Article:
If you find it racist, you need to get out and explore the world. The US is such a politically correct lawsuit happy up tight nation its almost an oxymoron on free speech. Ive worked with plenty of Japanese people who would find it funny.
    Relax racemongers….

  30. i remember one time i was vactioning in Europe. we were driving across France and stopped in a rest area. i went in to the rest room and these two teens who were my age at the time looked at me like I was an alien. I’m Filipino. I’m also American. From New Jersey. a relative heterogeneous melting pot compared to all the European countries. while one can say Americans are uptight about something like this, barring on the side of being overly cautious and politically correct almost all the time when it comes to media, another can stop to think and say, “well, he’s from Spain. Spain is full of Spaniards. what are the odds of there being different looking people in Spain? How would they know if this were offensive or not?” I for one can see why it’s offensive but don’t particularly find it insulting. But I’m just one person, I can take a joke. I’m from Jersey for crying out loud.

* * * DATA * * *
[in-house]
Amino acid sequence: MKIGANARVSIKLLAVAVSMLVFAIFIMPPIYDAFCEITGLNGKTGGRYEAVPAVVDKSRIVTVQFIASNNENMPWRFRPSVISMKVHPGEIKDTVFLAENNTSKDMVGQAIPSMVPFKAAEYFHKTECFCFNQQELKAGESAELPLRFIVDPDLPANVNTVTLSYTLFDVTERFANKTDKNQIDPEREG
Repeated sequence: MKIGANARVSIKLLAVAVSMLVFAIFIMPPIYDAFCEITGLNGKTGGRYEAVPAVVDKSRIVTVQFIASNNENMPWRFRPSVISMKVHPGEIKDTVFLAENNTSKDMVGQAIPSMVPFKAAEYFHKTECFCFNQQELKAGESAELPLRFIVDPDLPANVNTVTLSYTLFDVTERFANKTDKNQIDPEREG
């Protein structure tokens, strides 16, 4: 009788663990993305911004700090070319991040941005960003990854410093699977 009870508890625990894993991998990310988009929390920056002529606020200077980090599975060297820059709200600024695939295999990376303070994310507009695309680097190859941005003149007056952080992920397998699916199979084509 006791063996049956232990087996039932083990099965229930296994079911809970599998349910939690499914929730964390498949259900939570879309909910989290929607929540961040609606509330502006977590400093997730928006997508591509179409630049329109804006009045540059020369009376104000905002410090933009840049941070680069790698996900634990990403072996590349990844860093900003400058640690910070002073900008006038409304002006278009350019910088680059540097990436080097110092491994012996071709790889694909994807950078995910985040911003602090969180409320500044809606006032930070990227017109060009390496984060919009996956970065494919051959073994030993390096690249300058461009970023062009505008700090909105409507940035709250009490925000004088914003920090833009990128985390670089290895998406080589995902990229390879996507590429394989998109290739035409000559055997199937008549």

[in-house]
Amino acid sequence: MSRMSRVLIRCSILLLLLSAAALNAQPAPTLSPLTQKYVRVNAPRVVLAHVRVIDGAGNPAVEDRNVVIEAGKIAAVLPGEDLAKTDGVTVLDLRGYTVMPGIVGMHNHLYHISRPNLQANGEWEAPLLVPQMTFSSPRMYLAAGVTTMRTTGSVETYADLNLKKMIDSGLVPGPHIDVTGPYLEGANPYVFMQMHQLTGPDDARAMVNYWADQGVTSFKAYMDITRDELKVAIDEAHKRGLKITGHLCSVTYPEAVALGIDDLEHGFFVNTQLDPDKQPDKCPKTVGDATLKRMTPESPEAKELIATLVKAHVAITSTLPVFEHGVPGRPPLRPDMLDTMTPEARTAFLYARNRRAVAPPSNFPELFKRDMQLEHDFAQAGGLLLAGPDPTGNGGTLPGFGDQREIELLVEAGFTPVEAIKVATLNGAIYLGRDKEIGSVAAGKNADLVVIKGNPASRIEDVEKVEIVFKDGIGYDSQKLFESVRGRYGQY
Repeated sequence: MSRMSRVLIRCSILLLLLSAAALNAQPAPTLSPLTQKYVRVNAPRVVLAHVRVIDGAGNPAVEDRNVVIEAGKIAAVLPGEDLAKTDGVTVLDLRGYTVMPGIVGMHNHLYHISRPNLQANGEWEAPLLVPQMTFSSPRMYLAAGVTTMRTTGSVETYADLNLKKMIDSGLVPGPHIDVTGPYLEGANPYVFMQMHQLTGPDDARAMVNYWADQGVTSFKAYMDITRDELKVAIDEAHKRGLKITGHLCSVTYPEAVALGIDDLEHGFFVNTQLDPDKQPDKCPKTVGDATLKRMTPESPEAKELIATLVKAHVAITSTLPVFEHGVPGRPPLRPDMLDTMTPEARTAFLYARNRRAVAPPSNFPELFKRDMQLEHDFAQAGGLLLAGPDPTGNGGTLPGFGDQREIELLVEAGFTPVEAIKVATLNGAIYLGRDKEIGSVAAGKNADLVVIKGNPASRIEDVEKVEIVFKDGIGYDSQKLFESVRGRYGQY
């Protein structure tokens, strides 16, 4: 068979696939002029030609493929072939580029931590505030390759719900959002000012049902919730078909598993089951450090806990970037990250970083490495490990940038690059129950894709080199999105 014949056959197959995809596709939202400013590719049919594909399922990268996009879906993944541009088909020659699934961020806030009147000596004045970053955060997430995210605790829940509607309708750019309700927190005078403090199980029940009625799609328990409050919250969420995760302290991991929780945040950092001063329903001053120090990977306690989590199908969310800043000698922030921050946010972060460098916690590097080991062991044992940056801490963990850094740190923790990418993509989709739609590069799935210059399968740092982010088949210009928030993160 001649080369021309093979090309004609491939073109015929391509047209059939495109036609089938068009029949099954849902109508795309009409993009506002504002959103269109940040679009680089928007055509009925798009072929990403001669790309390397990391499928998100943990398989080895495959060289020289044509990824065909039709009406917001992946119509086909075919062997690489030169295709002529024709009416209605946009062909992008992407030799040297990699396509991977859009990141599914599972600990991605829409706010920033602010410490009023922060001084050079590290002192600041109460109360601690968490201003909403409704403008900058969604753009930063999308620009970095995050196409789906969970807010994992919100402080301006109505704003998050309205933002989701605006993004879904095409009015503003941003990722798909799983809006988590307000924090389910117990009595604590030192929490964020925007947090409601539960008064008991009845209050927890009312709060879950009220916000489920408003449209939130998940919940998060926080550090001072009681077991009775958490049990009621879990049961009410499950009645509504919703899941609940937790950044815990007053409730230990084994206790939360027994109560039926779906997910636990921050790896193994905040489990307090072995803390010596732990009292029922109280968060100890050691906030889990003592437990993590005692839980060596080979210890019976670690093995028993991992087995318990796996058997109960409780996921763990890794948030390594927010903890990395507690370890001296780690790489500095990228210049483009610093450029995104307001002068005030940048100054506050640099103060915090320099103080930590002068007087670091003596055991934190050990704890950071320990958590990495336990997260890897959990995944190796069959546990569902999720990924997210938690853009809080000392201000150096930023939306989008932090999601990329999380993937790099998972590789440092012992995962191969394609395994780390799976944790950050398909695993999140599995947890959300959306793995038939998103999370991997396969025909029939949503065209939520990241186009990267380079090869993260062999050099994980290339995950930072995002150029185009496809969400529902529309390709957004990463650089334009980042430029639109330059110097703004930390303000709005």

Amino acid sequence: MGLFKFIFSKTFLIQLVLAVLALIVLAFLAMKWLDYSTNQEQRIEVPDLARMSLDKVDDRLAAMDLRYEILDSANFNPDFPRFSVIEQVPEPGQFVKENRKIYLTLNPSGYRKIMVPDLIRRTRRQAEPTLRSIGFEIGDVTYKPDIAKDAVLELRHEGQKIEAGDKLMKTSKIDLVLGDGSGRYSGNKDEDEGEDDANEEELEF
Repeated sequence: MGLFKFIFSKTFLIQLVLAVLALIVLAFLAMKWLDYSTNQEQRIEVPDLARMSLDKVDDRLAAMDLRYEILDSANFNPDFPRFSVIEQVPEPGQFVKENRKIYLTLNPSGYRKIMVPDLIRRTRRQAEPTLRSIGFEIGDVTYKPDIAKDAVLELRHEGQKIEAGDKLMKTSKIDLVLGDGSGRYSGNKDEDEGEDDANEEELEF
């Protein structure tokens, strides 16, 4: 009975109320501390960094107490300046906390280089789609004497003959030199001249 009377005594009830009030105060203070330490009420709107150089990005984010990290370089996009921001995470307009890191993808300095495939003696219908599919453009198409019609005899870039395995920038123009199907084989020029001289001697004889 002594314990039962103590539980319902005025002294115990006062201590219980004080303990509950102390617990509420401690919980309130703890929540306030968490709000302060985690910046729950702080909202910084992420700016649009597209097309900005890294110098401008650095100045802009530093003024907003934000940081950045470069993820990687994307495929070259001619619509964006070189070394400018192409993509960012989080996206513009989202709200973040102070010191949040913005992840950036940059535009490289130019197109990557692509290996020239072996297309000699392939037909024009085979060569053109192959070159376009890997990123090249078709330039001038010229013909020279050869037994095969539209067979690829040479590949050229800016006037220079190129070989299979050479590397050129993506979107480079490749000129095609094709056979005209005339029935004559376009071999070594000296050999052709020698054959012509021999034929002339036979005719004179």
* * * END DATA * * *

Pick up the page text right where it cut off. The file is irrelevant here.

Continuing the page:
Not for nothing though, on a global brand level Marc Marquez is getting bad advice. Unless its a joke in Spain that we’re all missing. maybe they’re paying tribute? maybe journalists :cough A&R cough: should ask all the questions first before passing judgment? maybe Spain is on a whole other plain of existence when it comes to hipster humor? who really knows…

    is the shirt funny? i laughed.

  31. TKM says:

    Confusing a racial observation and racism has replaced baseball as America’s favorite pastime

  32. jimmyjohn says:

    As a spectator my opinion don’t mean a damn thing. On the other hand, it may be a mistake to antagonize a whole population of folks where you’re going to be very exposed.

  33. Slomo says:

    You guys have it all wrong,
    Marc’s t shirt trying to explain why he didnt see the “pit in” board @ Phillip Island!

  34. Matt says:

    Great quote from GSElevator: “How easily someone is offended is directly proportional to how stupid they are.”

  35. Jason says:

    It’s easy to say that the shirt inoffensive and that it’s PC society run amok. I happen to be Asian. Now, I can be as irreverent about anyone, including myself, and am known around the office as someone who “pushes the limits of humor.” That said, I find the shirt offensive. The slant eye gesture has been used derogatorily against Asians for years. I recall kids doing that to me during teeball games to goad/taunt/embarrass me. And although I could use my athleticism to get back at them on the scoreboard, it didn’t offset the offense. It’s simply not funny and had no place in society.